Bancha, Genmaicha, Gyokuro, Hojicha, Matcha, Mugicha, Sencha, Shincha. What all these names have in common is that they are all types or grades of Japanese tea, and they can all be found for sale at Hiranoen.
Hiranoen is a small shop, which sits on the picturesque Nakamise pedestrianised street connecting Eitai-dori Avenue with Fukagawa Fudoson Temple. This small shop, which has been in business for over 50 years, is run by a friendly couple, Mr. and Mrs. Kiichi Taguchi. Mr. Taguchi’s mother previously ran a “komamono” shop on the site, selling accessories, such as combs, hair pins, origami etc. to local geisha, but he felt that this was not a suitable occupation for a man and so he switched to selling Japanese tea.
The teas listed above, most of which I had never heard of, come in various grades of quality, and in loose leaf or in teabags. The shop sells tea from all over Japan, but predominantly fukamushi (deep-steamed) green tea from the Kakegawa area of Shizuoka prefecture.
Sitting on a small cushioned bench at a table where customers can sample tea before deciding on a purchase, I asked the Taguchis what the secret is in making a good cup of Japanese green tea. Straight away they came up with the following do’s and don’ts:
- don’t pour the water straight onto the tea leaves, but instead pour it around the edge of the inside of the tea pot;
- don’t leave the tea to brew, unlike black tea, but after a few seconds pour it into the tea cup, otherwise the tea becomes bitter;
- if serving more than one cup, pour a little at a time into each cup in turn, until they are all full; and
- depending on the type of tea, the hot water should not be boiling, but instead the temperature should range from between 60°C (for Gyokuro) to 80°C (for Sencha).
Then Mr. Taguchi kindly handed me a pamphlet in several languages describing the main types of tea and the way to brew them to get the best taste.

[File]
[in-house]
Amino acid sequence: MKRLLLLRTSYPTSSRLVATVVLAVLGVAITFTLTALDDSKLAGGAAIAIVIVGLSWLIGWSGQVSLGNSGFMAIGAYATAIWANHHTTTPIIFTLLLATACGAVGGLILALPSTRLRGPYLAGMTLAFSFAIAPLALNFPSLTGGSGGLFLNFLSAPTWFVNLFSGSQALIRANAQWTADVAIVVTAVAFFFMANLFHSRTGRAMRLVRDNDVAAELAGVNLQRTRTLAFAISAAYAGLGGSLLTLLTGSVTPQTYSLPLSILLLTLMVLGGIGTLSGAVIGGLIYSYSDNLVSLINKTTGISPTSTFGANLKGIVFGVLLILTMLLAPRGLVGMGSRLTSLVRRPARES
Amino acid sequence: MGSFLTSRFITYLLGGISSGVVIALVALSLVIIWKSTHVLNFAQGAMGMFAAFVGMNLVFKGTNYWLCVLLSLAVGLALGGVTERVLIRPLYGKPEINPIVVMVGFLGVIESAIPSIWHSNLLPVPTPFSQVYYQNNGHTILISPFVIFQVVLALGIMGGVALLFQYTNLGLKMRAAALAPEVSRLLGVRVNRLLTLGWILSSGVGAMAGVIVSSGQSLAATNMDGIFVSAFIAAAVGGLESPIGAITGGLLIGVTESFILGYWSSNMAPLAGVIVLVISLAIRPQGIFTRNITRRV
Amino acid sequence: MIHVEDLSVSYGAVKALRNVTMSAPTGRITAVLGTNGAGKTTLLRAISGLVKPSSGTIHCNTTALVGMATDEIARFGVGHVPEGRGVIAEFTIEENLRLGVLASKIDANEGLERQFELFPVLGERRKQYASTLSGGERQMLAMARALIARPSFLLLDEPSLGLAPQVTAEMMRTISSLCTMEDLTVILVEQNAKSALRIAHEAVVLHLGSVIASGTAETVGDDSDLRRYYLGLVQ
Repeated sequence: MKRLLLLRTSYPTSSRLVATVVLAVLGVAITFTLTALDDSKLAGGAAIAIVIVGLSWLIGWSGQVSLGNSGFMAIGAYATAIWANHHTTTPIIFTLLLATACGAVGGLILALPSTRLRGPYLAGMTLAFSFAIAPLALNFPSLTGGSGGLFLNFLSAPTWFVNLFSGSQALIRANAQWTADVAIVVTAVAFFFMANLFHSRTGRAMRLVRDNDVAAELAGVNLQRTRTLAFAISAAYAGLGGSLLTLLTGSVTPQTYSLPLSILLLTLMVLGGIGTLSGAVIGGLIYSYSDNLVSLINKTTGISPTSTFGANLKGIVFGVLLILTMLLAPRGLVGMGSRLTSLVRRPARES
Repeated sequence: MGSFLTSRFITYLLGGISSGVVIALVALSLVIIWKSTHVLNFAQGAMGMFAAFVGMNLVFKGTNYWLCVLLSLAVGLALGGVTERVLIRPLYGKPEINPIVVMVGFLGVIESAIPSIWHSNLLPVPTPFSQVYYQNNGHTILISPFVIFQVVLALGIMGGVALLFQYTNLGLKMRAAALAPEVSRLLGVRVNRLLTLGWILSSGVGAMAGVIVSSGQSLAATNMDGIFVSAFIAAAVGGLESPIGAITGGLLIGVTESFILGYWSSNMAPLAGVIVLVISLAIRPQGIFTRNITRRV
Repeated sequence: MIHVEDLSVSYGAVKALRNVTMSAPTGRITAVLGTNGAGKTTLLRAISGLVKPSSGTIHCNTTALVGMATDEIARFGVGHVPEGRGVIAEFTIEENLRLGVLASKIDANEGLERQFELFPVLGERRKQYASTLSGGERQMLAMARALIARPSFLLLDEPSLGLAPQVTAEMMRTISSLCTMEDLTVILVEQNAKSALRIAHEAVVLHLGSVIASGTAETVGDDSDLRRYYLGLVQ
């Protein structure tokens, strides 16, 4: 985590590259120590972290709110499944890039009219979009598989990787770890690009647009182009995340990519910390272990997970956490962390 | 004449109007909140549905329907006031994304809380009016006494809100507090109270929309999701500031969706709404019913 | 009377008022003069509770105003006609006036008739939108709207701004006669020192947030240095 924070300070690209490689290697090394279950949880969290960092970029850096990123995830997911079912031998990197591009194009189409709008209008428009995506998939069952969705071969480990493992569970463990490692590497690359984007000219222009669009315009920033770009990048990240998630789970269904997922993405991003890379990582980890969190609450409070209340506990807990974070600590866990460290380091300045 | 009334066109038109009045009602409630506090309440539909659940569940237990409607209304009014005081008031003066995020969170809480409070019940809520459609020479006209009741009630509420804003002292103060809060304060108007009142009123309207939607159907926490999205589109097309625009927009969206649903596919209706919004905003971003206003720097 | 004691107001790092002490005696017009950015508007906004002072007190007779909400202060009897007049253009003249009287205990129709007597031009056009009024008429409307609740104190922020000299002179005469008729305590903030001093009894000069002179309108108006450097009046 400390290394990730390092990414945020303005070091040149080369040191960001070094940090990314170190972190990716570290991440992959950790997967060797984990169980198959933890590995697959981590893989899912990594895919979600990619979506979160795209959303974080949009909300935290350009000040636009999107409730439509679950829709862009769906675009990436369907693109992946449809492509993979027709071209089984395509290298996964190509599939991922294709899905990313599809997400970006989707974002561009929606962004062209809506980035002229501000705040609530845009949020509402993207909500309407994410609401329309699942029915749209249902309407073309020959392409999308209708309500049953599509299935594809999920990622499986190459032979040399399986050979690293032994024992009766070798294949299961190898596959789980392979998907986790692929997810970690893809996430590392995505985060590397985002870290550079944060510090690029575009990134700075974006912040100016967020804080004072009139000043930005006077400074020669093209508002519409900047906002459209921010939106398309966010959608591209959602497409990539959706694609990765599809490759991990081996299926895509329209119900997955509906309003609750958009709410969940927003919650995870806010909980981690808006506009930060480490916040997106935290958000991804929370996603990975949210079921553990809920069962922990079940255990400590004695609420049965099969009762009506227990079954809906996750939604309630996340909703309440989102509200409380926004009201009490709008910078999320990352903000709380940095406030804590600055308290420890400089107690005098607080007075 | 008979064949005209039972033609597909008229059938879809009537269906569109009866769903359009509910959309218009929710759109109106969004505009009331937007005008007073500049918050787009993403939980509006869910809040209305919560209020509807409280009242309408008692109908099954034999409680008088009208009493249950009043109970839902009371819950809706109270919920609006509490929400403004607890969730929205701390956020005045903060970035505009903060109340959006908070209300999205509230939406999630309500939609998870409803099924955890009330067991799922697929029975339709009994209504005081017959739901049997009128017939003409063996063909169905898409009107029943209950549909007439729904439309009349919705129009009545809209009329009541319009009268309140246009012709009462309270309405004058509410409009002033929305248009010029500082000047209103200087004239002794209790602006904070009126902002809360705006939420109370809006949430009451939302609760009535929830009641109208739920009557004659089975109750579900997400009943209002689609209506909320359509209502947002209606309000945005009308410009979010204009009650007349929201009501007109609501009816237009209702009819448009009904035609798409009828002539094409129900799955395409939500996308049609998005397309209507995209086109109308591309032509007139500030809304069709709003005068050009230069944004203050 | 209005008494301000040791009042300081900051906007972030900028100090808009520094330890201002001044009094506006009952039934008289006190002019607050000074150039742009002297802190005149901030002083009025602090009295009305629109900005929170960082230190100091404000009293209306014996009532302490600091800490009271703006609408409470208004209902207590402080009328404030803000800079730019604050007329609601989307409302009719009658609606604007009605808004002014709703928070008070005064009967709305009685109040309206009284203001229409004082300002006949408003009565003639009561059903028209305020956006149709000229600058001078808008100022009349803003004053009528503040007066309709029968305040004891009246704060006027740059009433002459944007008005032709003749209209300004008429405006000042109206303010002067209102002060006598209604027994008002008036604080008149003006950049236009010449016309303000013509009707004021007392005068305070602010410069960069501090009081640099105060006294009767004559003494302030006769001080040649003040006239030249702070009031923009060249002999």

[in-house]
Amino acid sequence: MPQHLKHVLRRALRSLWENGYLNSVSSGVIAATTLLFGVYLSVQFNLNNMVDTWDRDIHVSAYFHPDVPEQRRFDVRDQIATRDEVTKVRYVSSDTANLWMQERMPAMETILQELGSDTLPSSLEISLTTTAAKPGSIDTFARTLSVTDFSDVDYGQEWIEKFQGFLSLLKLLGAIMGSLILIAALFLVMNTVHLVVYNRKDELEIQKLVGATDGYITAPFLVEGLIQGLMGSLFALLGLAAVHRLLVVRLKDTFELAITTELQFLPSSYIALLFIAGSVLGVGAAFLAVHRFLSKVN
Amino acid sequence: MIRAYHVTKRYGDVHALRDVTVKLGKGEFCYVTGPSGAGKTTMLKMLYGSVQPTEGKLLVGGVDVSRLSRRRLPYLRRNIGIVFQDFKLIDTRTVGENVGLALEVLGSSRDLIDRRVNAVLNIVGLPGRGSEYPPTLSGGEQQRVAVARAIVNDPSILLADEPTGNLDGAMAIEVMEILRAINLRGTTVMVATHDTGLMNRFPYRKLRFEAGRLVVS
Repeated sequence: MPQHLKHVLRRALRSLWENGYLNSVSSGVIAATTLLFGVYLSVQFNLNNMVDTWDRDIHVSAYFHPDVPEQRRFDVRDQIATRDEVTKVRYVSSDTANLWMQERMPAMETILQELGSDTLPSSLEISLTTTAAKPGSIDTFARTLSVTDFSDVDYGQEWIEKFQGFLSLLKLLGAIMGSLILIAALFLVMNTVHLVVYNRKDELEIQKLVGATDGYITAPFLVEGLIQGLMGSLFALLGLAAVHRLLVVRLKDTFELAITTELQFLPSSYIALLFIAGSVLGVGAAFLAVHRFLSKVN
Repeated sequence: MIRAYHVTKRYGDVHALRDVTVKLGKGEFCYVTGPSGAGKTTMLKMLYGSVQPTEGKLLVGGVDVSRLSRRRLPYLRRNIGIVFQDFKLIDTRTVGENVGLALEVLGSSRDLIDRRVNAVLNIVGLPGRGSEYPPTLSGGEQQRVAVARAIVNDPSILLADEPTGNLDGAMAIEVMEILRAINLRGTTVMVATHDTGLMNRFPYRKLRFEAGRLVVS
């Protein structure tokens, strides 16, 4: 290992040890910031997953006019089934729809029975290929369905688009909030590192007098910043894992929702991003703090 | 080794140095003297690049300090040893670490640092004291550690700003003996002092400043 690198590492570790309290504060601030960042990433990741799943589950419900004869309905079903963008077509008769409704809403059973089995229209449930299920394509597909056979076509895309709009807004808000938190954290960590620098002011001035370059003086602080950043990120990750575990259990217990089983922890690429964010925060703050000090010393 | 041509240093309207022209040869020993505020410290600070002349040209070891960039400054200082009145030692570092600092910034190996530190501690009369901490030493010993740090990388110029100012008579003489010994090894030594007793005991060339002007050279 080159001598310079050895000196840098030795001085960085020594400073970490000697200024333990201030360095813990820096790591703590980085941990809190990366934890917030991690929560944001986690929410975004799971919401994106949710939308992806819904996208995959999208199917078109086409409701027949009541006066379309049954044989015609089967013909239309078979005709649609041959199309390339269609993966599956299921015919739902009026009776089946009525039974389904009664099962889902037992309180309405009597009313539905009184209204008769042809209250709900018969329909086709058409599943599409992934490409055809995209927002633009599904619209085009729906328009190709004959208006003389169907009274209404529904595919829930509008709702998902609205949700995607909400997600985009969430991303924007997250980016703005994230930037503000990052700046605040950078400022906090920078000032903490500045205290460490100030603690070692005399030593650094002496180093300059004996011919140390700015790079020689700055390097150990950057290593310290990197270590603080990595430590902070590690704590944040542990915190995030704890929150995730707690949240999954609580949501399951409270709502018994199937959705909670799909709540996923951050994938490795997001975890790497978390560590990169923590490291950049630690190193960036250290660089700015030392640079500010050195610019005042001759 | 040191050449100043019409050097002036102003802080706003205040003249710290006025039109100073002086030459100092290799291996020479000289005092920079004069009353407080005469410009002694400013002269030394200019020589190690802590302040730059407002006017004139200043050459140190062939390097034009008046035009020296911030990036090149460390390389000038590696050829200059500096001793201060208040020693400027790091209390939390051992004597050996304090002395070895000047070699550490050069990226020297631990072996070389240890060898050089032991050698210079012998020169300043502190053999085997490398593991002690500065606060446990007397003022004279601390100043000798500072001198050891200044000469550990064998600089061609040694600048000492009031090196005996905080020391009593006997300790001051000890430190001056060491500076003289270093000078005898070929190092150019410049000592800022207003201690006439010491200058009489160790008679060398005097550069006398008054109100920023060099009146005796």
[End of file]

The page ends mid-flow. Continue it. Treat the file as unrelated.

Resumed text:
Placing two small cups in front of me he then gave me a tasting demonstration to see if I could tell the difference between two types of teas, both priced at 864 yen per 100gms. Into the first kyusu (teapot) he put two spoonfuls of tea, and then one spoonful in the other. Picking up the delicate, white yunomi (tea cup), I sipped one then the other. Both were a light green colour, but, surprisingly, the second tea had a very slightly stronger aroma and a hint of a bitter taste, but for my untrained palate it was difficult to tell them apart. However, both tasted pleasant and refreshing.
As we sipped our tea, Mr. Taguchi explained that as well as being a relaxing drink, taken hot or cold, green tea is said to be beneficial for your health and with its antioxidants, such as catechin, is said to inhibit bacterial growth and lower cholesterol and may even improve brain function. Hmm~, not only refreshing but healthy!
Hiranoen’s shelves hold a broad range of Japanese teas in packs, at varying prices, depending on the type and quality.
According to Mr. Taguchi, the shop’s best-selling teas are Kenjo-en, Fukagawa-ichi and Ichikikushun, which all come vacuum packed.
There are speciality packs, such as the comically-labelled Shichifukucha, made from barley and other grains, which drunk chilled is considered a refreshing drink for the hot, humid Japanese summer.
And for practitioners of the Japanese tea ceremony, there are tins of various types of powdered Matcha to choose from.
Then there is Hatomugicha, which is made from pearl barley, and is considered a medicinal tea. This is sold in packs containing twenty-four 5g tea bags.
As well as tea, there is a selection of eye-catching kyusu (teapots) for sale on display. These are not just plain, functional items but works of art with their rich colours, individual designs and beautiful surfaces. Even so, some of the prices struck me as very reasonable.
Mrs. Taguchi also showed me a cheerful pair of chazutsu (tea caddies), one in a blue pastel design representing summer and the other in pink representing spring; both with Mt. Fuji in the background. I thought these would make ideal inexpensive presents for family and friends.
Times change and whereas in the past Mr. Taguchi would sell loose leaf to customers who would bring along their own tea caddies, Hiranoen now sells vacuum-packed bags of tea, prepared on the premises, which will keep their taste and flavour for a considerable time.
Truly a Japanese tea lover, Mr. Taguchi claims to drinks 30 cups of tea a day. However, his wife confessed to being partial to a cup of coffee for breakfast, and his daughter, heaven forbid, as a hobby studies the art of making a good cup of English tea – all this could drive a man to drink!
Story and photographs by Jeremy Hutchinson